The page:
6th Century - 2013
Birthplace of Buddha
The site was apparently unknown for centuries. In 1896 a German archeologist discovered a pillar erected by the Emperor Asoka in the 3rd century B.C. to mark the place of the Buddha's birth. The inscription on the pillar is a Prakrit language (similar to Pali) written in the Brahmi script. It is the first ever Indian writing. Asoka's inscriptions are also the very first written mention anywhere about the Buddha.
(The earliest Buddhist scriptures still in existence are the Gandhara texts of the 1st century AD - we still know very little about Buddhist history before that time).
Emperor Asoka built a brick temple around the actual spot where the Buddha was believed to be born. The ruins of the temple are still there. Over the ruins, the Nepal government built a modern structure (Mayadevi Temple) about 20 years ago.
In 2013 scientists discovered a simple wooden structure beneath the Asoka brick temple. Through carbon-dating, they have dated the structure to the 6th century BC. They believe it is the first Buddhist structure, built shortly after the lifetime of the Buddha. (The actual dates of the Buddha's birth and life differ between Myanmar, Thailand, Nepal, Sri Lanka and other countries).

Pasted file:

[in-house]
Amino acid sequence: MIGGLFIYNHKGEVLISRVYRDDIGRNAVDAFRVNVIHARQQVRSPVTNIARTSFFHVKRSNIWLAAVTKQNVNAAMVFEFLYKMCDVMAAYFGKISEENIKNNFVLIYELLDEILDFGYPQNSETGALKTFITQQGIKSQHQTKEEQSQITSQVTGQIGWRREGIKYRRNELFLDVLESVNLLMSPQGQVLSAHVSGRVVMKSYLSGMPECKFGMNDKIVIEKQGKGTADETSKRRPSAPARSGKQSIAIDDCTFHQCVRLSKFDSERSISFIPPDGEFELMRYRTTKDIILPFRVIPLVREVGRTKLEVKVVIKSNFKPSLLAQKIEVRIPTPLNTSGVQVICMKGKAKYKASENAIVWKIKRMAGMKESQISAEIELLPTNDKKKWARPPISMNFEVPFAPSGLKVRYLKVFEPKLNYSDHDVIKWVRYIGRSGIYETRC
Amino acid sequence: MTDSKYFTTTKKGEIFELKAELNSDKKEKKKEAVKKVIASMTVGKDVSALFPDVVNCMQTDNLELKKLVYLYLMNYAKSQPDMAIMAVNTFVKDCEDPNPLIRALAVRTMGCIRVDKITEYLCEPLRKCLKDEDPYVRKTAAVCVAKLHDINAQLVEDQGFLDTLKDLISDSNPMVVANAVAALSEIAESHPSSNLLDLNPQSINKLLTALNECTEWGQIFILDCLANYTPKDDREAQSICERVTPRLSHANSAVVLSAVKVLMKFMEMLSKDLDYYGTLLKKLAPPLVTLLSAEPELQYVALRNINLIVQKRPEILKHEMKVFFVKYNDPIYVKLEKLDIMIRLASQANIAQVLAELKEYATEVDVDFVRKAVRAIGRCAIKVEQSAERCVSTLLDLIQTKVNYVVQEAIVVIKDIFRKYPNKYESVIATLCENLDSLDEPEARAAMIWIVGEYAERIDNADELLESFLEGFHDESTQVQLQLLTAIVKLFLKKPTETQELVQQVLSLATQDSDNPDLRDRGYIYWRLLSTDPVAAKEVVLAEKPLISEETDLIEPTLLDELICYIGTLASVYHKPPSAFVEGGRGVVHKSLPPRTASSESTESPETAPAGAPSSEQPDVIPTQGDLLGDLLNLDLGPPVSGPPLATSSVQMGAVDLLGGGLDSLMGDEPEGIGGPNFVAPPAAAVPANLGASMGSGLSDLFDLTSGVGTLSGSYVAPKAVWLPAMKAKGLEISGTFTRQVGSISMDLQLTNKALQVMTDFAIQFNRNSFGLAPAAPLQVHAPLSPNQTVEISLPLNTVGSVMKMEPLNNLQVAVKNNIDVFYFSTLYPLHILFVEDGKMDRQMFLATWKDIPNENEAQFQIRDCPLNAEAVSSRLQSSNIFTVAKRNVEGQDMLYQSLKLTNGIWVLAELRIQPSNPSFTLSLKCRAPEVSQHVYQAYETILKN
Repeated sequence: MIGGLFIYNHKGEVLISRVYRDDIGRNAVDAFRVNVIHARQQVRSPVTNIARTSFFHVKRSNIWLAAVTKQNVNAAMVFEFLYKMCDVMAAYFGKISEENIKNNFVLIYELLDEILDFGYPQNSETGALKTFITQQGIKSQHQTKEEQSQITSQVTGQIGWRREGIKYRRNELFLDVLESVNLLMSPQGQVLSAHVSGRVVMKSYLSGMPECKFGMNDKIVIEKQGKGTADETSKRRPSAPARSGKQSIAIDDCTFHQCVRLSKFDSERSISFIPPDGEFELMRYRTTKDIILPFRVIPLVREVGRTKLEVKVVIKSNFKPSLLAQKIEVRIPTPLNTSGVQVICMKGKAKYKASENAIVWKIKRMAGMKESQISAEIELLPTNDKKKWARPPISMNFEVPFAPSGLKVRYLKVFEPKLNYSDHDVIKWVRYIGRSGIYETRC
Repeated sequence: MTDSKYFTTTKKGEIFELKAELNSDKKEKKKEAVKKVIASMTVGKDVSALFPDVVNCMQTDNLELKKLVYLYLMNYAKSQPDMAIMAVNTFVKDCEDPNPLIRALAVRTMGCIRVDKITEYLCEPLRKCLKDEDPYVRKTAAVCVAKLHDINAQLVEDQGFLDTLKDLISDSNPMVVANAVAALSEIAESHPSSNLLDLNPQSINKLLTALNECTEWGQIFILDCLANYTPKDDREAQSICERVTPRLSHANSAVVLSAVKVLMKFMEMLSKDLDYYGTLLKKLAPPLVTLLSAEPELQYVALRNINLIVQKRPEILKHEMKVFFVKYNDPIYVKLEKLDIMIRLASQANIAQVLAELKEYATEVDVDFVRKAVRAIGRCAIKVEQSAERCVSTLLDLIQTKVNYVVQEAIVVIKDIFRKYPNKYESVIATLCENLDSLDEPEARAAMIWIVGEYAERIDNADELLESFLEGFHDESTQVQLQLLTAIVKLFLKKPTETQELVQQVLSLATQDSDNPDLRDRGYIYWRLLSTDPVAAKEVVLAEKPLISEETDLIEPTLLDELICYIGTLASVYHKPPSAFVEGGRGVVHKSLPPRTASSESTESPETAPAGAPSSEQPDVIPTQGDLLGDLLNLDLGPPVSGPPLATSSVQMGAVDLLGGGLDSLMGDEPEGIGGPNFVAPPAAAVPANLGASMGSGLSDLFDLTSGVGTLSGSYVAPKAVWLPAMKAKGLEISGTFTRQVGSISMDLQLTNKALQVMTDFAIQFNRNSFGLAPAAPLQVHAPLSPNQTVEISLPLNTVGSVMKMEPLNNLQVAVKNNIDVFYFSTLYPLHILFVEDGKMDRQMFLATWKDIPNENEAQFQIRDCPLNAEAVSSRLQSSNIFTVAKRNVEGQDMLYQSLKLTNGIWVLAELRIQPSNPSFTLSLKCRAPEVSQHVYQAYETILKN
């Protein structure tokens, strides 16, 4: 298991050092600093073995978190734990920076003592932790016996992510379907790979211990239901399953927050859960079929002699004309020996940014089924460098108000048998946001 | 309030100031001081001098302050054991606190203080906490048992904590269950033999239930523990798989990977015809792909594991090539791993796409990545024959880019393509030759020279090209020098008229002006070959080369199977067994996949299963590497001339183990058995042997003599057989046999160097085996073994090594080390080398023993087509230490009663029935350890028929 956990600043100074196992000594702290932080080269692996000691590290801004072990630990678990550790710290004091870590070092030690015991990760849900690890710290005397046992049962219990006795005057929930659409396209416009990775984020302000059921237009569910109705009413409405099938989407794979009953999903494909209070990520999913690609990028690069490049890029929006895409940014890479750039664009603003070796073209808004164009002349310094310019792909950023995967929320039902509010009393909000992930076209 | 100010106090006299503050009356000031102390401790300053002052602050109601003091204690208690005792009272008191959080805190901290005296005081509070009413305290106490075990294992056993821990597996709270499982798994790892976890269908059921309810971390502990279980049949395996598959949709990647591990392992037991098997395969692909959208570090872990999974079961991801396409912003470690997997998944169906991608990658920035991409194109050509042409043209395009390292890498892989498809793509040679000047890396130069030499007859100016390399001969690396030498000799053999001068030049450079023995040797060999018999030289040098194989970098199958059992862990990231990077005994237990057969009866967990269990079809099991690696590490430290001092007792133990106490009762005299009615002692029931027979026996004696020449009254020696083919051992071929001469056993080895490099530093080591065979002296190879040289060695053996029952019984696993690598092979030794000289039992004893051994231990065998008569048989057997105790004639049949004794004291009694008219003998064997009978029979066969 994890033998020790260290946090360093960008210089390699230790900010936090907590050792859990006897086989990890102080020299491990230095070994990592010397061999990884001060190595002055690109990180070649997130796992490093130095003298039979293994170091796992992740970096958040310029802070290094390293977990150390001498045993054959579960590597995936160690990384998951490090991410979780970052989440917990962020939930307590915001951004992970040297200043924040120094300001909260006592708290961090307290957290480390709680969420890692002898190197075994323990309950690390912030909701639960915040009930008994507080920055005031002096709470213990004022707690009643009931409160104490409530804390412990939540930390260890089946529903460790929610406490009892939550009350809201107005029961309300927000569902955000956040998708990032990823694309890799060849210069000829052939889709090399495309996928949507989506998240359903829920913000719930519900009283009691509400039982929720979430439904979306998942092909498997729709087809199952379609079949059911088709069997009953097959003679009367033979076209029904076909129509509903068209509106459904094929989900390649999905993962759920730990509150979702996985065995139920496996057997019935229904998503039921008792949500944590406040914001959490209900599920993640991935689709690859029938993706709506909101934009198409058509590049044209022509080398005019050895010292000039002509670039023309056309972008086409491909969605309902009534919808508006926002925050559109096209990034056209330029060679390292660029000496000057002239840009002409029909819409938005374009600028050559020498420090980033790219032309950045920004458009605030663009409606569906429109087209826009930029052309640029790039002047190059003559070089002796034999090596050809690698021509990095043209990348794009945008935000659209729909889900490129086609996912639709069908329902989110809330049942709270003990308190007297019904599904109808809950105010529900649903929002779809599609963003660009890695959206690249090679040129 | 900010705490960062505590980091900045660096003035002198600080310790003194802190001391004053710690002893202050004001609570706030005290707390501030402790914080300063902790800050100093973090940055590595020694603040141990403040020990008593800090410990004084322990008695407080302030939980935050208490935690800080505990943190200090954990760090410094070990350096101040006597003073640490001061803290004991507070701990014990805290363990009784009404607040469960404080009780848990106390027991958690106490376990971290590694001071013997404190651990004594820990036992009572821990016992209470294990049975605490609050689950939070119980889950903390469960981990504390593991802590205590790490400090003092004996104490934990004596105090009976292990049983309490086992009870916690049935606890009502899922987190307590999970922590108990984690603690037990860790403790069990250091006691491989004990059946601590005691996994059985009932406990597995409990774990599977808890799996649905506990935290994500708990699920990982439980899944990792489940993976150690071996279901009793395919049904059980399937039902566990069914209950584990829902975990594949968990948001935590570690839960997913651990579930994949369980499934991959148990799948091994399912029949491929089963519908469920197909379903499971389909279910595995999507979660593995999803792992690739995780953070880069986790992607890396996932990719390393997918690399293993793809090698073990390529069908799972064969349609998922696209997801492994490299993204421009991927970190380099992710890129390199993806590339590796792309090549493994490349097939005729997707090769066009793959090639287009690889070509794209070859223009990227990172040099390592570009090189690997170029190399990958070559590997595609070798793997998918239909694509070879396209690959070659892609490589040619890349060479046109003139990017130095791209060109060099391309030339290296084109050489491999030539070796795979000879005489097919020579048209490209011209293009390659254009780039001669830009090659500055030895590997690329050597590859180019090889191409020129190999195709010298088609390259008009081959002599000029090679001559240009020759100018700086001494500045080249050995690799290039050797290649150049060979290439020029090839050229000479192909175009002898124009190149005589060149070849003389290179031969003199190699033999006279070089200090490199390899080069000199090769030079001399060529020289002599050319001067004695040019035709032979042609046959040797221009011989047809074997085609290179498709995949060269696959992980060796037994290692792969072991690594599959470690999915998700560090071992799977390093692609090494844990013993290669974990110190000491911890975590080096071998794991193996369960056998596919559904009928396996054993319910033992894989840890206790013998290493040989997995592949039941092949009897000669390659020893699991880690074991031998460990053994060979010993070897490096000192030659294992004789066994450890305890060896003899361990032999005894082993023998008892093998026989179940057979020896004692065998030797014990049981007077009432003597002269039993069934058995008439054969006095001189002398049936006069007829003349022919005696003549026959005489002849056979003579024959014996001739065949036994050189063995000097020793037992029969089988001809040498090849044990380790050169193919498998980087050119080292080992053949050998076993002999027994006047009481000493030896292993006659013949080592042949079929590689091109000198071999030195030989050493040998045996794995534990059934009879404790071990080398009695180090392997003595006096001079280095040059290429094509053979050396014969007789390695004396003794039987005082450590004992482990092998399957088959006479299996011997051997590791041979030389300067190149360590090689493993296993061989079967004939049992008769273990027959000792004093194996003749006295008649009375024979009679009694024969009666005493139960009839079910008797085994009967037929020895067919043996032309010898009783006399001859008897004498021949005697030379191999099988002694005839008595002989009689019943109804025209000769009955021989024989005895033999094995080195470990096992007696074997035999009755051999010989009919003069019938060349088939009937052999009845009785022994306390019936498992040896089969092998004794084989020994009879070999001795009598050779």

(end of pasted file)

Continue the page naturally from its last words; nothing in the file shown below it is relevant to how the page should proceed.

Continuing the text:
Lumbini in the 6th century BC was on the edge of the kingdom of Magadha (today's Bihar). The 6th century BC was an amazing time in the history of the world. This was the time of Confucius and Lao Tzu (founder of Taoism) in China, Mahavira (founder of Jainism) in India, and Zarathustra (founder of Zoroastrianism) in Persia. The Achaemenids in Persia and the Zhou in China had established the greatest empires the world had ever seen. Greek philosophy was beginning to flourish in the eastern Mediterranean. It was a time of intense political, social, and intellectual change.
The image (from left): Dr Thant Myint-U inside the temple; the new Mayadevi temple from the outside; the brick ruins of Asoka's temple; the actual spot inside the temple where the Buddha was believed to have been born; Asoka's pillar; Brahmi script on the pillar.